Camco was born out of the George Way company after John Rochon bought out the other shareholders in the company and gained majority control. After George had been backed into a corner, Rochon accepted his forced resignation, after they had had conflicting views in a board meeting in August 1961.
Production of Camco Drums was moved from the GW factory in Elkhart to Oaklawn, Illinois during 1961, and production continued there until 1971. The Oaklawn era drums built by Camco varied very minimally from those designed and built but the Way company previously.
The shells were predominantly 4 ply in construction, with reinforcing ‘glue’ rings. They were adorned in the most part with the famous George Way turret lugs, ‘cloud’ badges and tall ‘double flange’ counter hoops. But not all drums had the same features – a new ‘Studio Model’ snare featured the ‘Streamline’ lug design and strainer.
The Camco company did not capitalise on the rock’n’roll scene of the 1960’s in the way that the other major brands like Ludwig, Gretsch, Slingerland and Rogers did. With only a few high profile pop acts of the time, like Dennis Wilson (Beach Boys) and Doug Clifford (Creedance Clearwater Revival), the company seemed to stick to a slightly old fashioned and jazz based clientele that may have hindered later sales.
Unlike other drum companies of the time, Camco drums did feature differing internal shell finishes dependent on the exterior of the shells. Wrapped drums were almost exclusively painted white inside while lacquer finished drums featured a clear coat to the shell’s inner ply.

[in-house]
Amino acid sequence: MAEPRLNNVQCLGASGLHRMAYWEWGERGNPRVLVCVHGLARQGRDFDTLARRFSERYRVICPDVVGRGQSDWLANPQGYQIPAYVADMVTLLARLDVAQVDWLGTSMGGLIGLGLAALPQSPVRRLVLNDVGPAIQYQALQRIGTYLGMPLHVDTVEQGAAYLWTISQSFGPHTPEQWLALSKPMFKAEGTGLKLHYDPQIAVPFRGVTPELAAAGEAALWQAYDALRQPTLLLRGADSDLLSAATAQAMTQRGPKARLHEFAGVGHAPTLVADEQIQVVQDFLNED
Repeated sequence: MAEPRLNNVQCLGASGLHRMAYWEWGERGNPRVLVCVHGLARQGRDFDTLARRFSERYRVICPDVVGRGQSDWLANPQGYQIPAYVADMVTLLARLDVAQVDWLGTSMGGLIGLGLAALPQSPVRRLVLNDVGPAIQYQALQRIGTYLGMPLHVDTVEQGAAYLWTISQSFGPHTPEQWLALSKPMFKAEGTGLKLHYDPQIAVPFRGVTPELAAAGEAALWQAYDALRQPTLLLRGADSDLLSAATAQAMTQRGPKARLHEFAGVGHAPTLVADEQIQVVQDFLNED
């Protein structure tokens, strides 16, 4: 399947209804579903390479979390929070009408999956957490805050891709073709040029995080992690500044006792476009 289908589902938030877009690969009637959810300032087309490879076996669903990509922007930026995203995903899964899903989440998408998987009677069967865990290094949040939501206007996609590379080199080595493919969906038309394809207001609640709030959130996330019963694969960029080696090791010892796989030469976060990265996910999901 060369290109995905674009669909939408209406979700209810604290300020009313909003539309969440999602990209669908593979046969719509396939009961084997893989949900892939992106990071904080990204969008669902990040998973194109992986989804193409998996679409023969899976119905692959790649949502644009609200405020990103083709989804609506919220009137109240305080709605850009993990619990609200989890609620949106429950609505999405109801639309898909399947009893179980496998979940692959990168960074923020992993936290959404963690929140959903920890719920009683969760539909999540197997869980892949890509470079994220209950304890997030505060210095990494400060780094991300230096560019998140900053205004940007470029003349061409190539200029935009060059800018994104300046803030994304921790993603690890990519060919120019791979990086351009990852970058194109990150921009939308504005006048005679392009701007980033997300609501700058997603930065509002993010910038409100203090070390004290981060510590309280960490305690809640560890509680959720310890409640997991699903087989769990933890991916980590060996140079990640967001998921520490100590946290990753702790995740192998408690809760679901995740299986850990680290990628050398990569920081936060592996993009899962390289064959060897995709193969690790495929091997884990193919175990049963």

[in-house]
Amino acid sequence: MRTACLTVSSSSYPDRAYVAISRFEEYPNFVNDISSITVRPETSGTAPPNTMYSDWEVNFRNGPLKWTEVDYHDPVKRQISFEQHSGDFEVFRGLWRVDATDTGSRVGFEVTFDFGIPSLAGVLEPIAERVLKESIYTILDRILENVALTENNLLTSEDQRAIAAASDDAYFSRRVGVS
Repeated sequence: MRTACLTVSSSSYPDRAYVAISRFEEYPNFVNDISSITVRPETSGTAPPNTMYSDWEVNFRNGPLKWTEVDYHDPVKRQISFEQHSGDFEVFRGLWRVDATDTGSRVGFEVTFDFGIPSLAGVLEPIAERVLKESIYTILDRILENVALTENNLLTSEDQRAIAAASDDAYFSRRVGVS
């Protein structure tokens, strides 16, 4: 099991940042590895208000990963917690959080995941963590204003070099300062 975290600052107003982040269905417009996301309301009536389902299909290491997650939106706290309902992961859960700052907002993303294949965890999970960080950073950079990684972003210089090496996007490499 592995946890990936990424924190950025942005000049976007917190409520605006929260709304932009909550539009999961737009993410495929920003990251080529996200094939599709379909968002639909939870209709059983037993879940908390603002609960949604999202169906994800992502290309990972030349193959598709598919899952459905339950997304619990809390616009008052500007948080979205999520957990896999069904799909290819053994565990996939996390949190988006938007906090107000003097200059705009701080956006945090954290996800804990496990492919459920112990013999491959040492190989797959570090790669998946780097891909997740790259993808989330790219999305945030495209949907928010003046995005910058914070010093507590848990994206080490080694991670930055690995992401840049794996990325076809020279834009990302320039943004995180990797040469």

In 1971 the company was briefly moved to Chanute in Kansas whilst under the ownership of Kustom. Kustom were a Kansas based amplification company owner by Ross Inc and established in 1964. Kustom built solid-state guitar and bass amplifiers, organ amplifiers, guitars, basses, keyboards and P.A systems. As
with a lot of the major drum manufactures, these small production companies were, and are still, bought and run by major musical instrument companies.
This alliance was short lived and in 1973 Camco moved production to LA where they stayed until their demise in 1977/78. The LA era drums feature a thicker 6 ply shell, still built with reinforcing rings and all drums had a clear lacquer interior.
These later LA drums became a favourite with session and studio artists, and players like Jim Gordon (John Lennon, George Harrison, Derek and the Dominos, Carly Simon, Frank Zappa Jackson Browne) exclusively used Camco drums. Jim’s Walnut Stain Camco kit is almost legendary. Other West Coast legends like Jeff Porcaro were Camco advocates, as well as UK drummers like Dave Mattacks and Bob Henrit.
Finnish born Pentti ‘Whitey’ Glan famously used a white lacquered double bass drums set up in the Alice Cooper concert film ‘Welcome to my Nightmare’. This finish was then catalogued as ‘Alice Cooper White’.
In 1977 during the demise of the Camco company, the rights were sold off to Drum Workshop and Hoshino Gakki, a parent company of Tama Drums. Drum Workshop received Camco’s inventory and manufacture equipment. DW adopted the George Way turret lug casting and still use the design, almost unchanged, to this day.
Tama now posses the rights to the Camco name and briefly during the late 1970’s produced both American and Japanese built drums under the Camco banner with similar rounded lugs. They also produced a Camco-by-Tama single pedal using a modified version of the original Camco pedal with a chain drive variation.
Because of their short production period and numbers, and a more select artist/endorsement profile, Camco drums are still very highly desired by both players and collectors.